It’s a good age to look back at what I have done so far (growing up in Paris, going to university, starting my professional life, getting familiar with the British culture etc.) and to start thinking about the future.
In a month the Rio+20 summit will start in Brazil. Also known as the UN Conference on Sustainable Development, it marks 20 years since the first Earth Summit took place in Rio de Janeiro in 1992. Like for me, it’s a good opportunity to reflect on what has been achieved for our planet and to discuss the future we want to see.
The first Earth Summit was a landmark event for environmental issues. Too often we focus on the bad news, but since 1992 we have witnessed tremendous achievements for our planet. There are reasons to be cheerful.
Most governments now recognise the reality of global warming and have started implementing measures to reduce carbon emissions; poverty rates are falling in developing countries.
At home, living more sustainably has become a new way of life: we recycle more, we buy more Fairtrade products, riding a bike has become a cool thing to do. What has been achieved since 1992? Watch this short animation and see >
I’m not turning a blind eye to gloomier facts though: changes in climate are already affecting people’s lives in many developing countries; extreme weather conditions such as droughts and hurricanes are regularly happening across the world; food prices have never been higher; the gap between rich and poor is widening.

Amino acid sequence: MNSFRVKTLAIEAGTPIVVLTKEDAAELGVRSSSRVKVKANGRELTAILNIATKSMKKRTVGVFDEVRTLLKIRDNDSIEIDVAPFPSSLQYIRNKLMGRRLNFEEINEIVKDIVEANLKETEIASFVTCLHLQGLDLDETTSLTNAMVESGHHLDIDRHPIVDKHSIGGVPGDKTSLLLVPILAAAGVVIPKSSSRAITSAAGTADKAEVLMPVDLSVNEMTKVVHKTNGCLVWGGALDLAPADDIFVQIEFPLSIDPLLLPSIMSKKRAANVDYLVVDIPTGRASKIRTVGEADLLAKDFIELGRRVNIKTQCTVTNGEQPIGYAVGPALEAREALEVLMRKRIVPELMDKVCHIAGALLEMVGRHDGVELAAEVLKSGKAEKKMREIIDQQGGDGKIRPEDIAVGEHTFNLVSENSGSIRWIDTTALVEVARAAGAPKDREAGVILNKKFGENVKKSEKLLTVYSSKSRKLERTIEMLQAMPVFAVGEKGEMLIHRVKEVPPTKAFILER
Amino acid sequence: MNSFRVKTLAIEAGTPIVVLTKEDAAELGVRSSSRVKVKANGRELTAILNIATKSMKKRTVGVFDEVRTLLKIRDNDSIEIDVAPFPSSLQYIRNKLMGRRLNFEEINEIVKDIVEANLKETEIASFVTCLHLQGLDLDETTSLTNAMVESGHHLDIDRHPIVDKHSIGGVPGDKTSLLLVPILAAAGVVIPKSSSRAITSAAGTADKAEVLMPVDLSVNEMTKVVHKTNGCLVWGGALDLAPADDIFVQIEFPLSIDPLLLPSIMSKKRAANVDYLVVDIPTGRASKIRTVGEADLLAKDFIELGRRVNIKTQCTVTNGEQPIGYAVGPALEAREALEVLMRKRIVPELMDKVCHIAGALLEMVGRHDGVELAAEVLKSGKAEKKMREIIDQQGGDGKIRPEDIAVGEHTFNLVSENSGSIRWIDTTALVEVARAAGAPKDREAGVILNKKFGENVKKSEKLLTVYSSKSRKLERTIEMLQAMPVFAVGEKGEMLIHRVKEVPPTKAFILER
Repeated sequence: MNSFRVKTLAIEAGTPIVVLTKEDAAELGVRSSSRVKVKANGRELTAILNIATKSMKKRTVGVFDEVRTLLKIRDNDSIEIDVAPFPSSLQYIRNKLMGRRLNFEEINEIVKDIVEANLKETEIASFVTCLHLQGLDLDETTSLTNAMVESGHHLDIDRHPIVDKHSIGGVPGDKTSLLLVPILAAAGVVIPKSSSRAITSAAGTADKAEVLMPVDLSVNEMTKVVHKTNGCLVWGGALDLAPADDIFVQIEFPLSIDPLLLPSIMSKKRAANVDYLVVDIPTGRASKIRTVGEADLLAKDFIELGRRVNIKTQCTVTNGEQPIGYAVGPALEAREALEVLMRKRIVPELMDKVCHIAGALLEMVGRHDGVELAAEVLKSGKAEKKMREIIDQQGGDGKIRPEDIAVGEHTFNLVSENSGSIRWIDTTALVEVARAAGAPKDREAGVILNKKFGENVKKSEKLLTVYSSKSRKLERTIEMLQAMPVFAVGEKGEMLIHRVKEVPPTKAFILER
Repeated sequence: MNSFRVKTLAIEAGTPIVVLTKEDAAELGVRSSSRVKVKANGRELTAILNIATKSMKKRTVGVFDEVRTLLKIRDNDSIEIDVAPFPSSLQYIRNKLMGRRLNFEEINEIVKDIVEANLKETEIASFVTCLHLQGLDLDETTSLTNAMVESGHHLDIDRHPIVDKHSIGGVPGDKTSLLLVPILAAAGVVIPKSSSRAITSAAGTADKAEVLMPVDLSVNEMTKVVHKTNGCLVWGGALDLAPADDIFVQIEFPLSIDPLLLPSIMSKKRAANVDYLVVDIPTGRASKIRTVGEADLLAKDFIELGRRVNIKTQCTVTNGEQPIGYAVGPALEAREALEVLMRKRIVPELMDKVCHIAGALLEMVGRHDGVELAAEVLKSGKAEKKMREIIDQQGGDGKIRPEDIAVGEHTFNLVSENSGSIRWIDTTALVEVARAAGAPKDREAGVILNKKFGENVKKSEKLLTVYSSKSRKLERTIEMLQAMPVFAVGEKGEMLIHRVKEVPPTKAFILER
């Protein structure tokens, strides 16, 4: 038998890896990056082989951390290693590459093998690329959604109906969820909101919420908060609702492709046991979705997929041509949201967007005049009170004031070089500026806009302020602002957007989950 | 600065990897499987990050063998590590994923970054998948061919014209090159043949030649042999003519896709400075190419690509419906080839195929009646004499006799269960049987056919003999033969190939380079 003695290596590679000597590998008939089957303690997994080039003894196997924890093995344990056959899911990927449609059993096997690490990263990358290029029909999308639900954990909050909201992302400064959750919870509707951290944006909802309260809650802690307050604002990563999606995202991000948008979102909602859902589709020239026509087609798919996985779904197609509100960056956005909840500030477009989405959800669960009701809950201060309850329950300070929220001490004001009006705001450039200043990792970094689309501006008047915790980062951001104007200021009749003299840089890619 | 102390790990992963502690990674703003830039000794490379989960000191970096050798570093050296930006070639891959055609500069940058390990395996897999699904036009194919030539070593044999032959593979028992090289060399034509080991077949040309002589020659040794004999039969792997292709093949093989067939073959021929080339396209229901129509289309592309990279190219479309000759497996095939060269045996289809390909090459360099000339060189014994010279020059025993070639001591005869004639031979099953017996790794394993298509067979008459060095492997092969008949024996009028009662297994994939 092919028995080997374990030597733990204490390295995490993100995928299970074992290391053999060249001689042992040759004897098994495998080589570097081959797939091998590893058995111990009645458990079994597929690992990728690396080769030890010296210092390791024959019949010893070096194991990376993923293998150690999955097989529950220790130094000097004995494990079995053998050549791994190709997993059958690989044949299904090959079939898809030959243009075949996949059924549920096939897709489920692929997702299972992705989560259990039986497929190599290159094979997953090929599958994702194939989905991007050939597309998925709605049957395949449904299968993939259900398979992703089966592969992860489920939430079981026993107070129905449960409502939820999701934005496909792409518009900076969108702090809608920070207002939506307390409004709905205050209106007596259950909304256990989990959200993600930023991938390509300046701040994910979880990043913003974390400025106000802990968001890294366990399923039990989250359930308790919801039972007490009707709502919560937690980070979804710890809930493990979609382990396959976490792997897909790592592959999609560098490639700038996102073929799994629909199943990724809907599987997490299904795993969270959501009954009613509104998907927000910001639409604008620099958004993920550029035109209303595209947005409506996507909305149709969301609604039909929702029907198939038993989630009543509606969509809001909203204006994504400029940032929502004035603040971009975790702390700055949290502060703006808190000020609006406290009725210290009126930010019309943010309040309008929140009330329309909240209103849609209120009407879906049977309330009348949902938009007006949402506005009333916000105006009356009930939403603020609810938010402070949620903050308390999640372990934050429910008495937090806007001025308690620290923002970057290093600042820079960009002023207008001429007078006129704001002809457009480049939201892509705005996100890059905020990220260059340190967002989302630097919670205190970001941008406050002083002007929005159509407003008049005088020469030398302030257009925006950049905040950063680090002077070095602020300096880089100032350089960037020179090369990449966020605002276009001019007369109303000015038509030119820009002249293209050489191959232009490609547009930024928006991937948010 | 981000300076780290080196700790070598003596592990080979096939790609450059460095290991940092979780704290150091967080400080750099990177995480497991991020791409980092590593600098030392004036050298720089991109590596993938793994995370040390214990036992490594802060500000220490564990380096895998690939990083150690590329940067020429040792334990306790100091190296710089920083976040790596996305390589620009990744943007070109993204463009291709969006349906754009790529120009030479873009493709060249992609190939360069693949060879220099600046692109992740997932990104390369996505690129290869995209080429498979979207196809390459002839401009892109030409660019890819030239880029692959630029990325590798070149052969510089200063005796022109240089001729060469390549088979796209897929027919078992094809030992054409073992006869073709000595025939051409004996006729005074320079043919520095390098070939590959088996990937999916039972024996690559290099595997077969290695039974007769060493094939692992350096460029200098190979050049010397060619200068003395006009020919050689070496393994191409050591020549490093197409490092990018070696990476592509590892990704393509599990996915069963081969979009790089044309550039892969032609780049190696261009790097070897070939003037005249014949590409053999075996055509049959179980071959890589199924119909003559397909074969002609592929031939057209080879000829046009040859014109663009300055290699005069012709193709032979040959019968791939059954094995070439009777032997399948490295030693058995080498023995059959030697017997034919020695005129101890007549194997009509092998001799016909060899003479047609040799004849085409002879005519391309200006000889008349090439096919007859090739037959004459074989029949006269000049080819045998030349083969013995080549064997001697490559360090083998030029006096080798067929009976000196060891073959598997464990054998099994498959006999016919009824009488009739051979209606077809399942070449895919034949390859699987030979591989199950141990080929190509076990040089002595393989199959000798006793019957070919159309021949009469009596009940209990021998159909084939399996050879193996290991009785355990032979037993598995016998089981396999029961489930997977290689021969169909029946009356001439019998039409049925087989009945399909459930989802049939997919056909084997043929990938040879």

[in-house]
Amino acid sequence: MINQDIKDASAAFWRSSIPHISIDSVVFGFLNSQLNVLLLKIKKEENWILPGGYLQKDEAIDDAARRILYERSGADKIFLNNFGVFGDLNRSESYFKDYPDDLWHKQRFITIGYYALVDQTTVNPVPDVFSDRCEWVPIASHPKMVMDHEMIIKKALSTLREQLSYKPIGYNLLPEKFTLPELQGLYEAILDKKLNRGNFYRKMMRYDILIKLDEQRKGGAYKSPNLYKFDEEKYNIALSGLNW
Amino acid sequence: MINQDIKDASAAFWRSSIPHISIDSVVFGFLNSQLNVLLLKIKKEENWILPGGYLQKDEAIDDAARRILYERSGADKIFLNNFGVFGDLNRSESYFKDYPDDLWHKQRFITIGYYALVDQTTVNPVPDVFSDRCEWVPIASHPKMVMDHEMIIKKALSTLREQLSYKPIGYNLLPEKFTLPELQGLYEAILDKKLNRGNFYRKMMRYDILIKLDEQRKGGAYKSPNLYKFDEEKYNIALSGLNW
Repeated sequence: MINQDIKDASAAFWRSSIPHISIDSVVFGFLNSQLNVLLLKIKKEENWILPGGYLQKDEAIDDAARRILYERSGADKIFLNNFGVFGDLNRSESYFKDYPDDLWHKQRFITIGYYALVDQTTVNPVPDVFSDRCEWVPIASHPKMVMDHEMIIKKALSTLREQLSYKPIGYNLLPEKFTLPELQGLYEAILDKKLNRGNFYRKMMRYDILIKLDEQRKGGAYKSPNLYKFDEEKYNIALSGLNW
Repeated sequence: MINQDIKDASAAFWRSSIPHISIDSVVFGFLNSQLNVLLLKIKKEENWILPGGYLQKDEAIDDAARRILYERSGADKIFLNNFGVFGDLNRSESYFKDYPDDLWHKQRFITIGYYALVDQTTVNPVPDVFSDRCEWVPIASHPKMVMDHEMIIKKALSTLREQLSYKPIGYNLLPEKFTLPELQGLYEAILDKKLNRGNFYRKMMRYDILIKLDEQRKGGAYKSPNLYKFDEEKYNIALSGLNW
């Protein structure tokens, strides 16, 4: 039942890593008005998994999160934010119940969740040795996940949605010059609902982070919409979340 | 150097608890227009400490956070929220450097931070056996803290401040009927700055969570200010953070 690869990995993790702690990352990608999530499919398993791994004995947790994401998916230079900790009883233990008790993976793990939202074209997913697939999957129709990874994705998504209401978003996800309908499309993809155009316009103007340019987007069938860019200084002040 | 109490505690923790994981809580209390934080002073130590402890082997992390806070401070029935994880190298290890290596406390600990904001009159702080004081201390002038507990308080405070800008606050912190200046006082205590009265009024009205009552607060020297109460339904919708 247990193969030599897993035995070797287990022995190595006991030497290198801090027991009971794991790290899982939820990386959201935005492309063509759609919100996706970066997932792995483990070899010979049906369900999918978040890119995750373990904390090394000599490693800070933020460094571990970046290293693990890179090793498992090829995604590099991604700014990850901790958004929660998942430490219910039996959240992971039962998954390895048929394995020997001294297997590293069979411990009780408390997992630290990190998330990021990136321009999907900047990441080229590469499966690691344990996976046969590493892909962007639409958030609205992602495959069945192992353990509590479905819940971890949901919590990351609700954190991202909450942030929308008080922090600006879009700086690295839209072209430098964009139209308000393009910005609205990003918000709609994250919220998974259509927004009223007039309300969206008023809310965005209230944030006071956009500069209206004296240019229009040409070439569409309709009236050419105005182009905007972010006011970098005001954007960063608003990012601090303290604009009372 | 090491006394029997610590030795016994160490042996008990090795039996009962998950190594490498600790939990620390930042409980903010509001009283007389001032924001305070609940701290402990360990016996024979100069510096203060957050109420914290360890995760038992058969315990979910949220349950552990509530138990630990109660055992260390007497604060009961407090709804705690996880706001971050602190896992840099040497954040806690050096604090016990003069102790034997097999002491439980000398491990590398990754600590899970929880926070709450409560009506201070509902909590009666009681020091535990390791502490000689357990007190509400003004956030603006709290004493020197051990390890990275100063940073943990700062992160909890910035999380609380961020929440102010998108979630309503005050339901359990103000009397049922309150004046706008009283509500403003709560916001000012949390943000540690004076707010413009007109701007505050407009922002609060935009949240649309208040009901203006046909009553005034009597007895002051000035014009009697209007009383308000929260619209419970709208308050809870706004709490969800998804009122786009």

But for me, one of the biggest challenges is to keep believing that we, as citizens, can influence our leaders to make the world a better place. It is easy to be cynical and fatalist about the current situation.
Some of my closest friends, while being worried about the state of the world, are disillusioned about political action. However, only a few years ago, environmental issues were on top of the international agenda.
Rio+20 won’t be a life-changing summit, but it should be the starting point of a new era where people believe they can make a difference, where the poorest communities have their say and where world leaders show real leadership.
In 20 years, when I’ll be a little older, I’d like to look back at what I’ve done in my life. My hope? To see that I didn’t give up, and that my – very modest contribution – has helped somehow to make the world a fairer, greener place for all.
About the author: Armelle Le Comte is CAFOD’s campaigns officer